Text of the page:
Plumbing describes the systems of pipes, fixtures, and appliances we use to move potable (drinking) water into and through our homes and buildings, heat it, use it, and safely dispose of the wastewater. The tradesman who is a trained expert in doing this work in accordance with building codes is called a plumber. Plumbing is one of the building trades.
The word comes from plumbum, the Latin word for lead, from which water pipes were originally made. Lead ceased to be used for pipework in the 1960s because of its toxicity, but may still be found in older properties.
Water usually enters the system either from a public water main via a meter, or from a private well and pressure tank. It is then conveyed under pressure to the various fixtures that need it. One main appliance is the hot water heater, after which a series of pipes usually runs in parallel with the cold water pipes.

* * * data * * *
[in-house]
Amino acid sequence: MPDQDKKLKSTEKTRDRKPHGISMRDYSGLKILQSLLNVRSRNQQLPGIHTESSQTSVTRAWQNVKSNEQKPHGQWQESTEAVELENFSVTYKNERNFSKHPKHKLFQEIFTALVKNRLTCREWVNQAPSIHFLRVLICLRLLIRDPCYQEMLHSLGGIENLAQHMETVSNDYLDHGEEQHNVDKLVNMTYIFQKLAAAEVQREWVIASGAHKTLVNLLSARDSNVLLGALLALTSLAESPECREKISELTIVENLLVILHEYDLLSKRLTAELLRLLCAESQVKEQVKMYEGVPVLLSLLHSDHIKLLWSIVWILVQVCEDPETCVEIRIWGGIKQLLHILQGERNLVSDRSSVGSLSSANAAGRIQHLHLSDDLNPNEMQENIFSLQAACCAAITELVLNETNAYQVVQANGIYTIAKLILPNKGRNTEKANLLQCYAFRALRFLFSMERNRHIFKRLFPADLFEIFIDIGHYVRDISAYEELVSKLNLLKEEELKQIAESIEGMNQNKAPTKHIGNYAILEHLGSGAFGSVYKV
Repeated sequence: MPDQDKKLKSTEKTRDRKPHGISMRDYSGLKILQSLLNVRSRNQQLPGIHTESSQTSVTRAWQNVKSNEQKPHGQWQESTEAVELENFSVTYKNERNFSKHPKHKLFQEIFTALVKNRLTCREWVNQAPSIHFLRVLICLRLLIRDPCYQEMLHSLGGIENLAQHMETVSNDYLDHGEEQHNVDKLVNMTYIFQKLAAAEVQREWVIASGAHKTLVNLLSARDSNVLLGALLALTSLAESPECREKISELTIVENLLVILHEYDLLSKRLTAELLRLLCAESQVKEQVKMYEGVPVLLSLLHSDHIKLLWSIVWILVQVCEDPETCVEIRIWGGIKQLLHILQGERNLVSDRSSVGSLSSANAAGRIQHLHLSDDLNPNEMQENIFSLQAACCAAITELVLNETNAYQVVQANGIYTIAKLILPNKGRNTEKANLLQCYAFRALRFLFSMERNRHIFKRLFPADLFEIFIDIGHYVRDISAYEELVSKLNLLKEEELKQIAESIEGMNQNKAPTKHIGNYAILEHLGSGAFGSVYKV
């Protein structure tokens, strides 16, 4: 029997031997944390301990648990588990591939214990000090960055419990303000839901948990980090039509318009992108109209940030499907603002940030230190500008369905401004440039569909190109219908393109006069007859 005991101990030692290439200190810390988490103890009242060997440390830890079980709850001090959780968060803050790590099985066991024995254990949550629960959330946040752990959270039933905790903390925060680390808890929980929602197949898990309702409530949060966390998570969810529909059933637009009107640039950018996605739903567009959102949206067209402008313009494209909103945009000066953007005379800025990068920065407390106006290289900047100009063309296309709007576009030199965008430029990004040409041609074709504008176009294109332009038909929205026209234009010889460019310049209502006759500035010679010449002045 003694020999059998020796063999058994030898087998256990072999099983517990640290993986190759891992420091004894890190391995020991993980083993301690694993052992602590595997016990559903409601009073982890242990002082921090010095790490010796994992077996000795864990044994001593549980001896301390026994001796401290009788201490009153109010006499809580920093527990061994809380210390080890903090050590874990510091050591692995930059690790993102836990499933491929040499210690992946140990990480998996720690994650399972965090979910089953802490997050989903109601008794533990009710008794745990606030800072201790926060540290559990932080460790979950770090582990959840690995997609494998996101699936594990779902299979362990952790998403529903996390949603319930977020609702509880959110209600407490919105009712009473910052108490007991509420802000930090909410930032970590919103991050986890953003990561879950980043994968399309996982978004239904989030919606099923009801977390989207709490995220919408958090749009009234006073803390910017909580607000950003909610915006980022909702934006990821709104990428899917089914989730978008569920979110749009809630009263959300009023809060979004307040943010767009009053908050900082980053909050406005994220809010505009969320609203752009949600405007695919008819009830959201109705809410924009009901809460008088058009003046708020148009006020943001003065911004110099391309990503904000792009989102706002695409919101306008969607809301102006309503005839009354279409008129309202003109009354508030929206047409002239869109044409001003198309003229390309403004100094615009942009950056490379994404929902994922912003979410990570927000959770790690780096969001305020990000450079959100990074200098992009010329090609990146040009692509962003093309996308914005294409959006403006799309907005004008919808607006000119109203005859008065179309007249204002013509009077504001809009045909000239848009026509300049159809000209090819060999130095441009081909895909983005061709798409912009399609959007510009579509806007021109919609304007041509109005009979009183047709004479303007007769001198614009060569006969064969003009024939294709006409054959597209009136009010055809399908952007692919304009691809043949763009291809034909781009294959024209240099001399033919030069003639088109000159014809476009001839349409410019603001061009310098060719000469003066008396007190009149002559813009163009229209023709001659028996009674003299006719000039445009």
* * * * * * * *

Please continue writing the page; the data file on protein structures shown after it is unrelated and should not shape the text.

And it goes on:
At the fixtures we are able to use the hot and cold water, for washing, bathing, irrigation, and sanitation. Each of these fixtures, with the exception of irrigation, also feature a connection to the drain, waste, and vent piping system (DWV). The DWV plumbing safely directs the soiled water to a public sewer line or a private septic system, while providing safe ventilation for sewer gases and to prevent siphoning of the traps, which are water filled joints that prevent sewer gases from entering the building. The water used in irrigation simply returns to the environment directly.
If a building uses a hot water or steam heating system, while it is connected to the fresh water supply, it is basically a closed system. It is also installed and maintained by plumbers.